Jayson Werth: Another Amaro Mistake


Ruben Amaro‘s record as the General Manager of the Philadelphia Phillies is clearly weighted to the losing side of the ledger by every objective measure. Allowing Jayson Werth to leave via free agency has proven to be yet another Amaro mistake.

Jayson Werth was born to be a professional athlete. His father was a football and baseball-player who reached the Saint Louis Cardinals minor league system. His mother was a track star who competed in the U.S. Olympic trials in two events. His grandfather and uncle both played in the Big Leagues.

Werth came to the Phillies when he was signed as a 27-year old free agent in December of 2006 by GM Pat Gillick. He had been drafted by the Orioles, and bounced around between them, the Blue Jays, and the Dodgers systems, never getting a full chance despite his obvious talents.

The Phillies quickly benefited from the prime years of Werth’s career. During his four seasons in Philly, Werth hit .282 with 95 homers, 99 doubles, 300 rbi, 320 runs scored, and 60 steals. He played an aggressive outfield, mostly in rightfield where he displayed a strong arm, but also as a backup when needed in centerfield where he had the necessary speed and range.

Werth was also a character who fit in perfectly with a core group of players in their 20’s, including Ryan Howard, Chase Utley, Jimmy Rollins, Pat Burrell, Shane Victorino, Carlos Ruiz, Greg Dobbs, Cole Hamels, Brett Myers, and Ryan Madson. They were young, they were talented, they were having fun, and they were winning. 

Together in 2008, this core of players won the World Series, just the second MLB championship in the 126-year history of the franchise to that point. Werth had a 3-homer game during the season in which he tied the club mark with 8 runs batted in. He led the league in homers vs lefties that year.

Werth was eligible for arbitration that off-season, but loved the team and his situation. He quickly signed a 2-year, $10 million contract in January of 2009. That year, the core group returned largely intact and had another strong, fun season together as defending champs.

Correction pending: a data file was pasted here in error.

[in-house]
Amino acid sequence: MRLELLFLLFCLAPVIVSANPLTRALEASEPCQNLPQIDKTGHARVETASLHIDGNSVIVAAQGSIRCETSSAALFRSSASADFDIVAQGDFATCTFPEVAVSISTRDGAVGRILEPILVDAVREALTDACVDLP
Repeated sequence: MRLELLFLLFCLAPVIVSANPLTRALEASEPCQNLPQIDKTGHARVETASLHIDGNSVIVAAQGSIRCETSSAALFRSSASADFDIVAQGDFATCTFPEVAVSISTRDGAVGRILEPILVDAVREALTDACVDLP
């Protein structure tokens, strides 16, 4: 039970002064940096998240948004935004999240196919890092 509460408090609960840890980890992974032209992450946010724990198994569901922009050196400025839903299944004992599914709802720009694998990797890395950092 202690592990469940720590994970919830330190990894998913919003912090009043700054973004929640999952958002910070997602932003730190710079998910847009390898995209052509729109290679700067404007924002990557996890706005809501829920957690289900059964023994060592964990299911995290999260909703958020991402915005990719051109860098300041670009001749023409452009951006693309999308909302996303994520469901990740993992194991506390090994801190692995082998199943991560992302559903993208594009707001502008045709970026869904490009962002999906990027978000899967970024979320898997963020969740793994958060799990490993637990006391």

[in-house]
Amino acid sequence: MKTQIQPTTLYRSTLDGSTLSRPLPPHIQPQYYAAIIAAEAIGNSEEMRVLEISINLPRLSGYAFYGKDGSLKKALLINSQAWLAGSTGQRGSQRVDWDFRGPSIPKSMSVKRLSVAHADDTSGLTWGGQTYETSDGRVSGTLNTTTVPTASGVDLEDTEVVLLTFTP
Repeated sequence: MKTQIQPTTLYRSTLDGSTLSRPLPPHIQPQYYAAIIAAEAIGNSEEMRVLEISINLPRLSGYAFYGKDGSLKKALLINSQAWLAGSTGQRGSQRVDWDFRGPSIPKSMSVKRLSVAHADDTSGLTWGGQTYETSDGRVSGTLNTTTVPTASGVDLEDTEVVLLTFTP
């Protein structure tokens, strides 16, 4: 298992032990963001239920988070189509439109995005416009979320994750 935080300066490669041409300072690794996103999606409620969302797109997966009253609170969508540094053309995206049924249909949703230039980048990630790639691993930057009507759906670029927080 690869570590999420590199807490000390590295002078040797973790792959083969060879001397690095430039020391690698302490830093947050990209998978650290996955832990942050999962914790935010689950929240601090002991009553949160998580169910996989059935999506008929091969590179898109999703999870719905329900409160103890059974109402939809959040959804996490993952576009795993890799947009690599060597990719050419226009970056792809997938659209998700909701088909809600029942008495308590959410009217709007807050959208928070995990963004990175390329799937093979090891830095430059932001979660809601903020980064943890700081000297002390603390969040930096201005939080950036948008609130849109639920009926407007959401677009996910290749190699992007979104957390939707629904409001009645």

Bolstered by big trades for ace lefty Cliff Lee and righty Pedro Martinez, the Phillies returned to the World Series in 2009. There they battled the mighty New York Yankees before falling in 6 hard-fought games. To this point, Amaro’s first year could be seen as a success, despite losing in the Fall Classic.

But then came the GM’s first big miscue. He raised the fans hopes with a thrilling trade for Blue Jays ace righty Roy Halladay. However, on the very same day he pulled the rug out from under them, dealing away Lee.

Amaro’s excuse was that the minor league system needed to be replenished. But the end result was a big nothing to that minors system, and a lost opportunity to have Halladay and Lee together for the entire season.

Realizing his wrong, Amaro tried to right it with the late-season acquisition of righty Roy Oswalt. It worked, and the Phillies won the N.L. East Division crown for a 4th consecutive season.

This was, perhaps not coincidentally, every season since Werth had arrived. He hit .296 with a .388 on-base percentage, had 27 homers, knocked in 85 runs, scored 106, and finished 8th in NL MVP voting that year.

The team would not return for a 3rd straight World Series shot, however. The Giants upended them in 6 hard-fought games in the 2010 NLCS. The Phillies appeared poised for a long run as contenders. In fact they would remain legitimate contenders for just one more season.

With homegrown young lefty Cole Hamels, and traded-for righty aces Halladay and Oswalt already on-board, Amaro again tried to make amends for his mistake of the previous off-season. He signed Lee as a free agent, putting together a dream rotation that became known as the ‘Four Aces’.

That 2011 Phillies team set a franchise record with 102 victories in the regular season, and won the club’s 5th consecutive NL East Division crown. But this time they were bounced out in the decisive 5th game of the NLDS when Cardinals ace Chris Carpenter outdueled Halladay.